Last week, my family went up to the Cape House to help my father clean everything out. Barring any complications, the sale will close in one week, and the house will officially belong to a new family.
I chose not to go there with everyone. I had my reasons, both practical and emotional, for staying home, and I believe it was the right decision. But I was foolish to think that I could beat the loss with geographical distance. Over the past few days, the loss of the Cape House has hit me with the force of a head-on collision. It was the last physical tie I had to my mother and to the family life I once had there. It was the “Home” setting on my spiritual GPS, the one place in the world I could rely on as a safe refuge. Without it, I am untethered.
My friend Laura says that “grief is love with nowhere to go.” It’s one of the saddest and most true things I’ve ever heard. One the shittiest parts about grief is that no one can do it for you. You have to walk through that dark forest all by yourself. Knowing that other people are lost in there, too, doesn’t always help; their path may run parallel to yours, but it never intersects. Which is why, at moments, grief is a terribly lonely place.
I was talking about all this with my husband the other night, which led him to make an interesting comment. “I don’t like the expression, ‘a blessing in disguise.’ It’s not disguised. The bad stuff is a blessing, too, because it’s part of the good stuff.”
“Like your mom, right? It sucks that she died. But it hurts so much because you had an amazing mom. The loss is connected to that. I think it shortchanges the bad things to call them disguised blessings. They’re just blessings.”
It reminded me of a something my friend Penny told me once. When she learned her husband had died in a motorcycle accident, the first words out of her mouth were, “Thank You, God.” She wasn’t an abused wife or the recipient of some life-altering insurance payoff. It was a devastating loss for her, and she was heartbroken. But she also knew that everything was a blessing – and not just because it might lead to good someday. The fact that she was alive and able to experience the loss, the fact that she’d had a husband she loved so deeply, the fact that she trusted in a God she knew would carry her through it, all of these things were a blessing.
This is black-belt spirituality, my friends. I am so not at that level. I’m not even sure I have a belt. I might just be the guy who sweeps the dojo after class.
That said, I have been ruminating on these conversations and holding them up against my losses. Is the loss of my mother really a blessing? Of the baby I miscarried this summer? Of the place I called home for half my life?
I believe the answer is yes.
But to get there, it requires a subtle shift in perspective, like a giant mirror held up to a sunset. The reflection is equally beautiful; it’s just flipped. Until recently, my view of blessings fell in line with the Merriam-Webster definition: “things conducive to happiness or welfare”. This meant anything that worked out in my favor, that benefitted me, or that felt good to have. But the truth is, some blessings hurt. Some blessings, like when I started working full-time, are overwhelming. And some can change your entire life – even when you liked it just fine before. All of these blessings are conducive to happiness or welfare as they’re happening, because we are alive to receive them. They rip us open like gifts.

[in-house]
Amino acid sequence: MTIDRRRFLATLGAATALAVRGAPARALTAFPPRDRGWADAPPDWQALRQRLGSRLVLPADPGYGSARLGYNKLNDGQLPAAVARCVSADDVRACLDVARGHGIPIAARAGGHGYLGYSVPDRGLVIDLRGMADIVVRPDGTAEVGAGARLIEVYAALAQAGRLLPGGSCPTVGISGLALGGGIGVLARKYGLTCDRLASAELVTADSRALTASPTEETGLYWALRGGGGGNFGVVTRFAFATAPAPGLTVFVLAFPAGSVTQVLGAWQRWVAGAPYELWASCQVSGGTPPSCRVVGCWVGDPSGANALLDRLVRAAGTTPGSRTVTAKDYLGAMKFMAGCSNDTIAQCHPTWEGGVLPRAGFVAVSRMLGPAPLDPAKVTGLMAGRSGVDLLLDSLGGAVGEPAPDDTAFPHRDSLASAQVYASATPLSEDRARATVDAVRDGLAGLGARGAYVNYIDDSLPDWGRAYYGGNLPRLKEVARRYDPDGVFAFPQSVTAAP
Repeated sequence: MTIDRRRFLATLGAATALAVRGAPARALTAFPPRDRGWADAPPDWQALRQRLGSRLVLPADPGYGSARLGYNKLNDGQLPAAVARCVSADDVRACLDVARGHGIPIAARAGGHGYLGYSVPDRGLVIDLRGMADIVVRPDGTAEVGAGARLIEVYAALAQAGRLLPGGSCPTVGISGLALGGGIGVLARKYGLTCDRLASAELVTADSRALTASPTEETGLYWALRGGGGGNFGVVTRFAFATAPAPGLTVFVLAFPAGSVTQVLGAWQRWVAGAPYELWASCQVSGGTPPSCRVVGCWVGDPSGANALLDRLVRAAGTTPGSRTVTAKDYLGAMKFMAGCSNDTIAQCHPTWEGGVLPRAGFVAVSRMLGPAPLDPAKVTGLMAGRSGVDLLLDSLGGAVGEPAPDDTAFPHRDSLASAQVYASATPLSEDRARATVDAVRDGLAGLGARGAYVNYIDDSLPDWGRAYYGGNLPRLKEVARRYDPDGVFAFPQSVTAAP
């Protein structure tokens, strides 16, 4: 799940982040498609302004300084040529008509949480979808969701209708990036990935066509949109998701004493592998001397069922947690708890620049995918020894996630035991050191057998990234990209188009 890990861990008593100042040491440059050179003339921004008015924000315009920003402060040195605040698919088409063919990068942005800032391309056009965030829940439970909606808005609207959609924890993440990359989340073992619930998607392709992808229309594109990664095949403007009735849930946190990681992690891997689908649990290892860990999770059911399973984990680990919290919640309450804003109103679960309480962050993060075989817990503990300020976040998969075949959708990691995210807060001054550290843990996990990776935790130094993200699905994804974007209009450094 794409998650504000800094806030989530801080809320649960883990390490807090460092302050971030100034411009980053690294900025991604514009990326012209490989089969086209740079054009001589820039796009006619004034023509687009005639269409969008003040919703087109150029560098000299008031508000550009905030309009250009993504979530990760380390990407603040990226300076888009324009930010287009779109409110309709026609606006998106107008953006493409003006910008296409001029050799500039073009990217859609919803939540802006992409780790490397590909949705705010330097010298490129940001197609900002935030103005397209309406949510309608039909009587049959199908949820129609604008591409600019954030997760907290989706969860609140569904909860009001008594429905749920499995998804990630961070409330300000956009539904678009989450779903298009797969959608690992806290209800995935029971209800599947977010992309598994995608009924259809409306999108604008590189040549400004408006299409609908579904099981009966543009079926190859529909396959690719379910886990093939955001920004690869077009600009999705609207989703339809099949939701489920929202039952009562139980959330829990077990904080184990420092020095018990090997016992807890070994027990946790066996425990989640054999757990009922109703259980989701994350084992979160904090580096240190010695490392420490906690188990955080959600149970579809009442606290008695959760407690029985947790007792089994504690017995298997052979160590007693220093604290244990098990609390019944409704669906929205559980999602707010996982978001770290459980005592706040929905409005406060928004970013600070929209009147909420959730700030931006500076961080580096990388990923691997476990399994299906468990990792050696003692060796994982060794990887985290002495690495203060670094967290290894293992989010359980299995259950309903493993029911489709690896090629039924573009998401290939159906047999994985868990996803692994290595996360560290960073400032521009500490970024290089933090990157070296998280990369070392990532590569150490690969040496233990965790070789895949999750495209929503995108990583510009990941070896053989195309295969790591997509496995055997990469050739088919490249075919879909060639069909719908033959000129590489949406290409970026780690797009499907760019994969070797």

The blessings I received this summer have broken my heart. But as I learned from some wise people, “When someone gives you a gift, shut up and say thank you.” So I am.
I will also say thank you for Dr. Victor Frankl and his book, “Man’s Search For Meaning,” which has appeared in my life with supernatural timing. Frankl was a Holocaust survivor and psychotherapist whose movement, “logotherapy,” was based on the belief that man’s most powerful motivating force is finding a meaning in life. I’ll leave you with a story of his that I read just this morning and hit just the right notes to ease my heart:
Once, an elderly general practitioner consulted me because of his severe depression. He could not overcome the loss of his wife who had died two years before and whom he had loved above all else. Now, how could I help him? What should I tell him? Well, I refrained from telling him anything but instead confronted him with the question, “What would have happened, Doctor, if you had died first, and your wife would have had to survive you?” “Oh,” he said, “for her this would have been terrible; how she would have suffered!” Whereupon I replied, “You see, Doctor, such suffering has been spared her, and it was you who spared her this suffering – to be sure, at the price that now you have to survive and mourn her.” He said no word but shook my hand and calmly left my office.
In some way, suffering ceases to be suffering at the moment it finds a meaning.